Why Cycle Time is the New KPI for Order Fulfillment

Online retail is growing fast, and when business is booming, it can often be difficult for small to medium-sized retailers to keep up. These retailers are trying to handle an ever increasing amount of orders and maintain customer satisfaction at the same time. This juggling act can be difficult to measure and very complicated to keep track of. Using a more effective KPI to measure the performance of order fulfillment processes helps keep retail businesses on track and aligned with not just the goals of the company, but overall trends in the marketplace. This is why Cycle Time should be the new KPI for order fulfillment processes. You can also read our article on how to select a suitable order fulfillment service.

Cycle time represents the frequency of order shipment. The lower the cycle time, the faster the fulfillment operation is. Cycle time is calculated as the duration between two orders being shipped. A Cycle time KPI is the average of all cycle times of all orders in a specific period. For example, let’s say that your packing stations pack 100 orders in total in an hour. This means your warehouse cycle time is (60 * 60) /100 = 36 seconds, and thus you can ship an order every 36 seconds.

Why Use Cycle Time as KPI

Retailers are fulfilling larger number of orders day after day, so it is important to optimize costs along the way. The ultimate purpose of using cycle time as a KPI is to increase your order fulfillment process with your fixed number of resources, and reduce costs. In order to reduce cycle time, the first solution is to identify bottlenecks in the order fulfillment process and resolve those bottlenecks. Take Henry Ford’s first design of the assembly line, for example. Ford also based his success on syncing the time it took for each part to be made and flow through each station in the assembly line into one seamless push. He thought that if all the times are synced and flow into one single cycle time, then his assembly line is designed successfully. It worked; Ford synced 84 distinct steps on his assembly line to produce Model T’s at a rate of 24 seconds per car. By using a cycle time KPI to measure success, Ford reduced his Model T assembly time by nearly 80%, and reduced his costs by nearly 65%.

Cycle time can be effective in more ways than one for online retail. While in today’s age you may not be working your way down an assembly line in order to sell your product, there are still similar cycles that you tend to follow, whether you know it or not! Here are three of the most common kinds of cycle times you can use to benchmark your success:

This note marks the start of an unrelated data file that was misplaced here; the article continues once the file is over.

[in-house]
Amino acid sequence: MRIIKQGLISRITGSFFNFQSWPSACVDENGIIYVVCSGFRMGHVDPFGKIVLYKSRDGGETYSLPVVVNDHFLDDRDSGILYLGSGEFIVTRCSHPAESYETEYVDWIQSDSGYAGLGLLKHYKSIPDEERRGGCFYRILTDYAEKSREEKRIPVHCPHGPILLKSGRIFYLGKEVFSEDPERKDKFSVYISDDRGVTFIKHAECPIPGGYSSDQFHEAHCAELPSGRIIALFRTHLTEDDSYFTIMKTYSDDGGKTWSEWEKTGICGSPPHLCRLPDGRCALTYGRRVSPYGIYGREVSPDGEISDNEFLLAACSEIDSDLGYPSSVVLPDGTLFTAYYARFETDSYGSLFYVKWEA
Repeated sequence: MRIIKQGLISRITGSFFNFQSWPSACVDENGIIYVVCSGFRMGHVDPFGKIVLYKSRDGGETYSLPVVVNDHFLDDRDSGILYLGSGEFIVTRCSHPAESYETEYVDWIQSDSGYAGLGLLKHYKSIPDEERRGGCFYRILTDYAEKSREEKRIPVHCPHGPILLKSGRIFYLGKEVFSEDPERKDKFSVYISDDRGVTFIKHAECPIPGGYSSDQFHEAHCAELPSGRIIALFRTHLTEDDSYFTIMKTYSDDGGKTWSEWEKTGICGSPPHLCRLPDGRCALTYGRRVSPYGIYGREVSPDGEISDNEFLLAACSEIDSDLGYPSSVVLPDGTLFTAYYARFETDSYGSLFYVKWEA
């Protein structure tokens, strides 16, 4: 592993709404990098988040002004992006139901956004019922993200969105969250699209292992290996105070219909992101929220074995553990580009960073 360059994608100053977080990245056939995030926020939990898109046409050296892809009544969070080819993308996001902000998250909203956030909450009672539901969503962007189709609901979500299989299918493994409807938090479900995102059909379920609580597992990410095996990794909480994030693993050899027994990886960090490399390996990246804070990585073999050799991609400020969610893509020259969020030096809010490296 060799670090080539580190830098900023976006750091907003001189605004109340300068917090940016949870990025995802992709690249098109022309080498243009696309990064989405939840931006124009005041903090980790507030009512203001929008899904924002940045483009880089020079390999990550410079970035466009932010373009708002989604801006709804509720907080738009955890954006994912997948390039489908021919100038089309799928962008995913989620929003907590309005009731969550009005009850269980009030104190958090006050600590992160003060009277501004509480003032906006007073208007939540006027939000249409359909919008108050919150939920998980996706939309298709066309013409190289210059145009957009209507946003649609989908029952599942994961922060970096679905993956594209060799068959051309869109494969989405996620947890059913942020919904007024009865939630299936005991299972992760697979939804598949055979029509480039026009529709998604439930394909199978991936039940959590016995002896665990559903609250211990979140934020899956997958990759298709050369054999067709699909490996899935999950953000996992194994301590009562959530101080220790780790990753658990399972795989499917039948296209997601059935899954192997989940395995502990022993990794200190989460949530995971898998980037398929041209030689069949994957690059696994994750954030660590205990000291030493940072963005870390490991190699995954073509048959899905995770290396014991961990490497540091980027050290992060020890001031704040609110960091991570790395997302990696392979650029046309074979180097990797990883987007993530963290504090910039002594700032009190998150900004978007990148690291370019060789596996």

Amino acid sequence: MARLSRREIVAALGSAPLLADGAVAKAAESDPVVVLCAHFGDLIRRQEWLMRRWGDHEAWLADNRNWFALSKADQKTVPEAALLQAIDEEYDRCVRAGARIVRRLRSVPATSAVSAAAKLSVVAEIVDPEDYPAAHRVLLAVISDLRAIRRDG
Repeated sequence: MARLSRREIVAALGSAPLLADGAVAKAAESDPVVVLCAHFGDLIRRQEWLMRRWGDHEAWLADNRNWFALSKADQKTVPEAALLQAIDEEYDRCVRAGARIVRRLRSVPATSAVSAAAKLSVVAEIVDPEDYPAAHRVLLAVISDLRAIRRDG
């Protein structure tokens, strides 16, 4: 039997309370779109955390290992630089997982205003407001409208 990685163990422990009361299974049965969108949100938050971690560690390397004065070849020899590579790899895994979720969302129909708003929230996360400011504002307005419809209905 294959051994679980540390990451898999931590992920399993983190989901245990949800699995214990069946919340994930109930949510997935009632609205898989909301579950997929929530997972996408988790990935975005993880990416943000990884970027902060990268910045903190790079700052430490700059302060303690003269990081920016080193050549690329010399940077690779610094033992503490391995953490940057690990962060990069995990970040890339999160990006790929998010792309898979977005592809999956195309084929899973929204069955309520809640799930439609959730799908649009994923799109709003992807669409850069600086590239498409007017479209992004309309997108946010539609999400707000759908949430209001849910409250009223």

Customer Order Actual Cycle Time

The customer order actual cycle time is the average time between an order being placed by a customer to when it is delivered. This, or course, includes every stage in the picking, packing, fulfillment and shipment process, and can therefore show you broadly how well your operations are running in sync with one another.

Cash to Cash Cycle Time

Unlike the above, the cash to cash cycle time is the amount of time between paying for the raw materials you use to make your product to being paid for the final product. It is, in essence, how long it takes from putting your money in to getting your money out. The faster this is, the better your order fulfillment process.

Supply Chain Cycle Time

This is the sum of the longest amounts of lead time that it takes to fulfill a customer’s order per each stage in your sales cycle. It can be valuable to use this as a KPI measure because it forces you to analyze the various stages of your supply chain process. The shorter your cycle, the better.

If retailers measured their success using a cycle time KPI, they would be able to reduce costs and labor time as well. Smart warehouse management systems (WMS) are successful at achieving these goals. For example, WMS systems like Logiwa WMS monitor cycle time in real-time, and identify the bottlenecks in the order fulfillment process, Importantly, the system also makes suggestions instantly to resolve them. Using a warehouse management system to manage your inventory cycle time and reduce costs is a great way to handle order fulfillment for the holiday season and increase customer satisfaction, too. Follow up on this topic by reading our in-depth article on the benefits of leading order fulfillment providers.

Shaun Baker

By Shaun Baker

With 5 years of experience in digital marketing and retail strategy under his belt, Shaun Baker is the resident eCommerce expert at FinancesOnline. A contributor to Entrepreneur, The Atlantic, and other business portals, he has spoken and written about various eCommerce subjects, from AI and headless commerce to the economics of Black Mirror’s “Fifteen Million Credits”. His (highly) opinionated pieces on the ebbs and flows of eCommerce as an industry remain both a dynamic resource of talking points and entertainment in itself.

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